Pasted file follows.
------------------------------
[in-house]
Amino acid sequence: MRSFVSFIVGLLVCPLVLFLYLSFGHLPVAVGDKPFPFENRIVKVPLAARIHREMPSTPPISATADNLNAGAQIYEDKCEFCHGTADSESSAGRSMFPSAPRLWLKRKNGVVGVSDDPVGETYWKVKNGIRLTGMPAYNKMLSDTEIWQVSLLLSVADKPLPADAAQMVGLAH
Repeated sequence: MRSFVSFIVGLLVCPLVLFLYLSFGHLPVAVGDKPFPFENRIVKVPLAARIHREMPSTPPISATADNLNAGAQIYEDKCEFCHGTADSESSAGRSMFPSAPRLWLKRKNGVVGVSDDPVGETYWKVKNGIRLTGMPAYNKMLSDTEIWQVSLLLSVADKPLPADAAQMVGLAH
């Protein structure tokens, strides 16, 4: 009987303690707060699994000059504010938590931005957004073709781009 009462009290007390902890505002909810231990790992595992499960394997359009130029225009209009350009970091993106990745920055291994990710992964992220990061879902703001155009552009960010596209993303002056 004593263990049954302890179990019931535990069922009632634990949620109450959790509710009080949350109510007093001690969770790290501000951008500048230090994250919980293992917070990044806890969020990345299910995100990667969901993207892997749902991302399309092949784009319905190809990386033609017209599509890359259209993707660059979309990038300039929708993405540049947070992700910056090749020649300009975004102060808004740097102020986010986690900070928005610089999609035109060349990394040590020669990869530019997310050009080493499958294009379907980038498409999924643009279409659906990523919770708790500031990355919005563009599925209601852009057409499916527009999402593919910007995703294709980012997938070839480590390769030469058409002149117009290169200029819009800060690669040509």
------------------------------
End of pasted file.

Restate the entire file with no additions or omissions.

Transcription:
[in-house]
Amino acid sequence: MRSFVSFIVGLLVCPLVLFLYLSFGHLPVAVGDKPFPFENRIVKVPLAARIHREMPSTPPISATADNLNAGAQIYEDKCEFCHGTADSESSAGRSMFPSAPRLWLKRKNGVVGVSDDPVGETYWKVKNGIRLTGMPAYNKMLSDTEIWQVSLLLSVADKPLPADAAQMVGLAH
Repeated sequence: MRSFVSFIVGLLVCPLVLFLYLSFGHLPVAVGDKPFPFENRIVKVPLAARIHREMPSTPPISATADNLNAGAQIYEDKCEFCHGTADSESSAGRSMFPSAPRLWLKRKNGVVGVSDDPVGETYWKVKNGIRLTGMPAYNKMLSDTEIWQVSLLLSVADKPLPADAAQMVGLAH
């Protein structure tokens, strides 16, 4: 009987303690707060699994000059504010938590931005957004073709781009 009462009290007390902890505002909810231990790992595992499960394997359009130029225009209009350009970091993106990745920055291994990710992964992220990061879902703001155009552009960010596209993303002056 004593263990049954302890179990019931535990069922009632634990949620109450959790509710009080949350109510007093001690969770790290501000951008500048230090994250919980293992917070990044806890969020990345299910995100990667969901993207892997749902991302399309092949784009319905190809990386033609017209599509890359259209993707660059979309990038300039929708993405540049947070992700910056090749020649300009975004102060808004740097102020986010986690900070928005610089999609035109060349990394040590020669990869530019997310050009080493499958294009379907980038498409999924643009279409659906990523919770708790500031990355919005563009599925209601852009057409499916527009999402593919910007995703294709980012997938070839480590390769030469058409002149117009290169200029819009800060690669040509």